Date of release: Monday, September 8, 2014

Dr Ralph BarthelVisitors to famous and historic places will be able to truly ‘interact’ with their surroundings and record their own experiences for posterity thanks to a new research project at the University of Greenwich.

‘Sound and Vision Scapes’, launched at the start of September, will see more than one hundred places and objects of historic importance throughout the UK being equipped with smart location technologies, such as ‘bluetooth beacons’. These will allow visitors not only to access audio and video clips, via phone apps, at particular points during a visit, but to add their own writings, memories and photos, explaining what the historic sites mean to them personally and leaving a permanent record for future generations.

Locations to be included in the first phase of the project include various buildings at the university’s Greenwich Campus.

Partners in the project include the BBC and The Centre for Advanced Spatial Analysis (CASA) at University College London. It is being led by Dr Ralph Barthel, Senior Lecturer in Educational Development and Learning Technology at Greenwich.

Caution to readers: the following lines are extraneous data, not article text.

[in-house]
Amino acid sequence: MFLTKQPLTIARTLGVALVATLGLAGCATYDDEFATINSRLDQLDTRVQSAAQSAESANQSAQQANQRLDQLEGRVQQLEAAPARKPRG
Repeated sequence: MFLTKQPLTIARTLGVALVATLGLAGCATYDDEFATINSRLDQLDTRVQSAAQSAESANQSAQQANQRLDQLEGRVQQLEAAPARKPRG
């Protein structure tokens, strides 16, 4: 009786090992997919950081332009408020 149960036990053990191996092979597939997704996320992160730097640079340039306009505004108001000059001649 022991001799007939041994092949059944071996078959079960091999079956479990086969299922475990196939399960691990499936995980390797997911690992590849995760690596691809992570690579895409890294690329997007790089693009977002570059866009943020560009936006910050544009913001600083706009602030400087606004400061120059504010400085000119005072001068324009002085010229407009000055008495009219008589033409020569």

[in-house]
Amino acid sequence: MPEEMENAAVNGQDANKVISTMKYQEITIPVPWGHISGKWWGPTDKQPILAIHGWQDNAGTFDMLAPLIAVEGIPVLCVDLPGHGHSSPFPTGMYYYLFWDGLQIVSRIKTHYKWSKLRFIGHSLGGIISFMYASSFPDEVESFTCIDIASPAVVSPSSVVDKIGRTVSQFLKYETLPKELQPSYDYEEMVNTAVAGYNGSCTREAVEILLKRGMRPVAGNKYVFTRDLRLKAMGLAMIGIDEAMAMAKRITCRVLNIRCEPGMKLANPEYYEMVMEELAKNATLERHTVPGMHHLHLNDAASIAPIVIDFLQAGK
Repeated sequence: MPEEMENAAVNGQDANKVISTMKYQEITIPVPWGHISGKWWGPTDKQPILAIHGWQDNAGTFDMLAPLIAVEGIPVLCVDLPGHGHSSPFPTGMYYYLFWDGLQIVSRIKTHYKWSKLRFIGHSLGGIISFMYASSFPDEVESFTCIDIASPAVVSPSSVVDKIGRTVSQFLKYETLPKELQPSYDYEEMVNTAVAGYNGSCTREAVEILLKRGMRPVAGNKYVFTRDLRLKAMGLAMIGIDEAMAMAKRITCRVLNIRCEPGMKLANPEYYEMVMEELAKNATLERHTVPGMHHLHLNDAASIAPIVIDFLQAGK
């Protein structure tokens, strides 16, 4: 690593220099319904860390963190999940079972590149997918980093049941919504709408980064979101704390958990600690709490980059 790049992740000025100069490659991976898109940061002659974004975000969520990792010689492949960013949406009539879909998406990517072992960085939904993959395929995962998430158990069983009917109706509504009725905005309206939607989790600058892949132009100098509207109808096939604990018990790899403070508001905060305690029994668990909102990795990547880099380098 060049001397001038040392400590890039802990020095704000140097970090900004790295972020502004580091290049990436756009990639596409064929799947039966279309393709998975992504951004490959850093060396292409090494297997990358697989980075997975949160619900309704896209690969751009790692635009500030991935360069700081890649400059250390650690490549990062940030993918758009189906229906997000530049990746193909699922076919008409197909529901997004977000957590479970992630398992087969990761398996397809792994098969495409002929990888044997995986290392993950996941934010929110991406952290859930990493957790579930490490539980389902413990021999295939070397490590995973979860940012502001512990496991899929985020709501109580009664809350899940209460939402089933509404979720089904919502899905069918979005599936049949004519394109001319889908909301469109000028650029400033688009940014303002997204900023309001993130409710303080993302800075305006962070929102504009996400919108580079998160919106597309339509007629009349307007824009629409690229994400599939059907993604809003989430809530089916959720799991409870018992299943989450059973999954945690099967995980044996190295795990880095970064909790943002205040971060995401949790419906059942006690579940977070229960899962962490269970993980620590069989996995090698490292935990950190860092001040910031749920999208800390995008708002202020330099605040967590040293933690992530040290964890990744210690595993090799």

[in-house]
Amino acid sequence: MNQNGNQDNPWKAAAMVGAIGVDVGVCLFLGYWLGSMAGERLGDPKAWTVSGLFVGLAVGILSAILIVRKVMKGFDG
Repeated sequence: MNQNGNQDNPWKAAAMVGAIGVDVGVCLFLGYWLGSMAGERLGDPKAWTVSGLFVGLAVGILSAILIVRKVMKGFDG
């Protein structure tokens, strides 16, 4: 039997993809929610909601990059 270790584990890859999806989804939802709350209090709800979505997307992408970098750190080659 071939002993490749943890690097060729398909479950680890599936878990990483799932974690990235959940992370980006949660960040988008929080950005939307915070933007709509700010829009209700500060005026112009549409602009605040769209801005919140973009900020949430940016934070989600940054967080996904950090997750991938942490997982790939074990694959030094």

Dr Barthel says: “Our research identified an important gap in visitor experiences of important cultural heritage attractions. We thought there was a need to widen participation, so people from across the world can not only learn more about these sites, but add their views and form some sort of huge ‘collective memory’ of these places, in a way that has never been done before.

“We’re providing a novel opportunity for true engagement with cultural heritage, for all ages and for people from all walks of life.”

Dr Barthel also leads the Greenwich Connect project, the name given to the university’s vision for bringing innovation to its teaching and learning.

His recent research on technologies, known as the ‘Internet of Things’, has focused on human-computer interactions in areas including digital empathy, informal learning and second-hand retail.

Sound and Vision Scapes is one of just ten research projects across the UK to be chosen for a prestigious Digital Transformations Amplification Award from the Arts and Humanities Research Council (AHRC).

This funding is for cutting-edge projects that focus on issues such as cultural memory, identity, communication and creativity in the digital age.

Professor Andrew Prescott, the AHRC Theme Leader Fellow for Digital Transformations, says: “These awards are very exciting. The range of work will help pioneer new forms of cultural practice and assist in the development of the UK’s creative economy.”

Story by Public Relations

Picture: Dr Ralph Barthel, University of Greenwich.